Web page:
When learning to sew, there are so many things to try to keep in mind. Adults, in my experience, are really focused on trying to sew a straight line and make their project perfect- even the first time. While I do appreciate the impulse, I try to explain that sewing is just so much more than straight stitching. That will come with time, I promise! Instead, what I like to emphasize is the importance of taking your time to prepare your work. By learning to slow down and focus on the fabric grain, cutting and pinning, you will end up with a vastly superior finished product than one that might be stitched “straight” but sloppily prepared.
To that end, I am beginning a blog series on Sewing Fundamentals. Grain, Fabric, pattern markings, pinning, basting, measuring, tools. These are the true basics. Also- for those of you that are local, I am offering this in a hands-on workshop version this coming Saturday, April 13. The actual project is to make cloth napkins, but with that, you will gain so much experience that will help lay a foundation and true understanding of learning to sew.
Broadly speaking, fabric can be organized into three categories. Woven, stretch and non-woven. For this post I am focusing on woven fabric.
What is grain? Simply put, grain is the direction of the weave in the fabric. Fabric is created by weaving two or more threads at right angles to each other. There is the lengthwise grain and the crosswise grain. The lengthwise grain, called the warp, runs up and down while the crosswise grain, called the weft, is made from threads woven over and under the lengthwise grain from side to side. As the fabric is woven, the selvedge is created by the weft threads turning as they are being woven in the opposite direction. This creates a continuous binding on the length of the fabric.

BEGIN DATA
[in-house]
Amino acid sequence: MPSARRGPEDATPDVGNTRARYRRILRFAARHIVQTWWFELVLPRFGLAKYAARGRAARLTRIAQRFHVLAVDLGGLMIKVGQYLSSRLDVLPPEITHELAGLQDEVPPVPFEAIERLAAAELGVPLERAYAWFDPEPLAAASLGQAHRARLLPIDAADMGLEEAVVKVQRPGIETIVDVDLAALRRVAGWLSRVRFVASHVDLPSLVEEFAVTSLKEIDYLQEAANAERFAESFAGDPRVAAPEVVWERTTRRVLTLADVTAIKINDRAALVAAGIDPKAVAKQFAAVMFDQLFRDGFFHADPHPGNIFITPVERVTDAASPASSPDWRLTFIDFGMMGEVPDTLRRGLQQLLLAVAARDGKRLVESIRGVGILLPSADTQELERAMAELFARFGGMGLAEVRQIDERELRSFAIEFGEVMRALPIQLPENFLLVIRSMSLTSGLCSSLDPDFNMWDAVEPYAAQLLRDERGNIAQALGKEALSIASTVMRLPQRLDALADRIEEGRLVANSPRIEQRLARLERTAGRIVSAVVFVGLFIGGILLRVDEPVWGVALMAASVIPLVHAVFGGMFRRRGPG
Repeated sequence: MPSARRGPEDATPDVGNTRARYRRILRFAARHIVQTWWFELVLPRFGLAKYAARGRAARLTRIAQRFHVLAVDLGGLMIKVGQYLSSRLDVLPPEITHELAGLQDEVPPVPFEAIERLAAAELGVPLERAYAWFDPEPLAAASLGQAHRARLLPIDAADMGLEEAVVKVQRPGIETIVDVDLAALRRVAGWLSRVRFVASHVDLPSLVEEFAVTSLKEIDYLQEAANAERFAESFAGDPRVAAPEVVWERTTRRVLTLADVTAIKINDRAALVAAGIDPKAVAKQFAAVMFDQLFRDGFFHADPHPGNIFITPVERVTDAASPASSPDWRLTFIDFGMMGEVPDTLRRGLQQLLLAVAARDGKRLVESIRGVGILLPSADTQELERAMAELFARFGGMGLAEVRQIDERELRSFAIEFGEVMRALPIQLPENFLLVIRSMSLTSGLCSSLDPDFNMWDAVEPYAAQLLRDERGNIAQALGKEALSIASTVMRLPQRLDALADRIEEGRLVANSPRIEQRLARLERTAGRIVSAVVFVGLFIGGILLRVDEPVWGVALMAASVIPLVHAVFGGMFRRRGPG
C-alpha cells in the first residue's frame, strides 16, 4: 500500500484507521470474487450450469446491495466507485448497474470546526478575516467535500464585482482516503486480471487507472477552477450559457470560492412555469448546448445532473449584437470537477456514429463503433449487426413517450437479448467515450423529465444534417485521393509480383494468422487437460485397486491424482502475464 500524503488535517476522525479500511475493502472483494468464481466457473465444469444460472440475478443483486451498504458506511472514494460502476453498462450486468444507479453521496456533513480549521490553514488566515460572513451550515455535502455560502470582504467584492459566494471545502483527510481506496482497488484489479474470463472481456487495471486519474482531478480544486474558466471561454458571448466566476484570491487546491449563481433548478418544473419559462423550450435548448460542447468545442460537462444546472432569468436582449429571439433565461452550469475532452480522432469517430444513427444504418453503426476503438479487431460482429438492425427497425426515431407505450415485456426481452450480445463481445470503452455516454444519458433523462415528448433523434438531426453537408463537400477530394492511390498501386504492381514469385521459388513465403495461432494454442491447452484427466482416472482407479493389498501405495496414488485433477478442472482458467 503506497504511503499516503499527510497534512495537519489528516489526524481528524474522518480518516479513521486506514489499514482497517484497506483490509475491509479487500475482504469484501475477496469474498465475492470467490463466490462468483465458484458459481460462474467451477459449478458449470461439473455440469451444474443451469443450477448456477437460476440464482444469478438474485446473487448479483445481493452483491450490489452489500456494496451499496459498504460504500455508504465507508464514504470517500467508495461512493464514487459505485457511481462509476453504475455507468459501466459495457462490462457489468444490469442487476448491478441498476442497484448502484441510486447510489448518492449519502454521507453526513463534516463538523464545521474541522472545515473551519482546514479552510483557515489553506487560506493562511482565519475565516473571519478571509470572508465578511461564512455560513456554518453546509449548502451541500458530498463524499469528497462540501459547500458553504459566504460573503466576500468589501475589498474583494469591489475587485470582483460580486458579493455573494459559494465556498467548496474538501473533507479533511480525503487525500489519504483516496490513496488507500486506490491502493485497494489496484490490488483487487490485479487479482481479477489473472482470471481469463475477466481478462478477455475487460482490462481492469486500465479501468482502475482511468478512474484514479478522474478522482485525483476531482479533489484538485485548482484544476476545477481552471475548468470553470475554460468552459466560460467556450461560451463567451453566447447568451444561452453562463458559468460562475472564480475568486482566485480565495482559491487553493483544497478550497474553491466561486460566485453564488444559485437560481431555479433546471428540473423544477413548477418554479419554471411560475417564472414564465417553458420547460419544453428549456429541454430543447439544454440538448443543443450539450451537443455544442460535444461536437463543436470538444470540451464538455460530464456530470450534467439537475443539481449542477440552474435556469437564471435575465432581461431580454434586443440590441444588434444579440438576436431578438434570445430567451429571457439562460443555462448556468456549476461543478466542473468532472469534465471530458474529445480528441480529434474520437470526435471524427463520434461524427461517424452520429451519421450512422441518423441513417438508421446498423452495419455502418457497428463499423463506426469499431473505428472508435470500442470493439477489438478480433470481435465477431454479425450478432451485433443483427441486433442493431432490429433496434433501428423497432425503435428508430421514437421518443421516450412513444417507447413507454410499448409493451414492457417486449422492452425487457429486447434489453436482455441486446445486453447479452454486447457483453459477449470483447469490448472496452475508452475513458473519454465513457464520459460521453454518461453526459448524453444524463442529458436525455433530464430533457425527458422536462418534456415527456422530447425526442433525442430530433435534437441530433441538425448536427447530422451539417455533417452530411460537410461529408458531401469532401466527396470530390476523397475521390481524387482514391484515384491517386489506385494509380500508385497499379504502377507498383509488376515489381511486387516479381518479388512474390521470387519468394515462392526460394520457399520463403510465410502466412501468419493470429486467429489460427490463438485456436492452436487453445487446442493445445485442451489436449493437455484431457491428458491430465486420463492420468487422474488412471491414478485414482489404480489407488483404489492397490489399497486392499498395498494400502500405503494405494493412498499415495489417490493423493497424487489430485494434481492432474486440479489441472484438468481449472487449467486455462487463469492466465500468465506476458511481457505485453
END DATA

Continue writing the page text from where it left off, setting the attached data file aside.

When you examine a piece of fabric, you can see these two grain lines and selvedge.
The reason why these grain lines are so important is that they react in different ways. The warp thread, or lengthwise grain, is the stronger of the two and therefore less likely to stretch out of shape. There are more warp threads per square inch than there are weft threads. These extra threads create strength. The lengthwise grain is the grain most used in garment construction.
The weft, or crosswise grain, is less dense and therefore has some give because of the over and under weaving. Because of this, it does make for more comfortable garments that have some inherent give where necessary, (think shoulder seams and sleeves).
That bring us to the third grain, the bias. The bias grain refers to fabric that is cut at a 45 degree angle to the crosswise and lengthwise grain. Bias creates softness and a drape that can follow a curve to stunning effect.
In the next post I will explain why cutting on the correct grain is so important and of course, how to ensure that the fabric is “on grain”.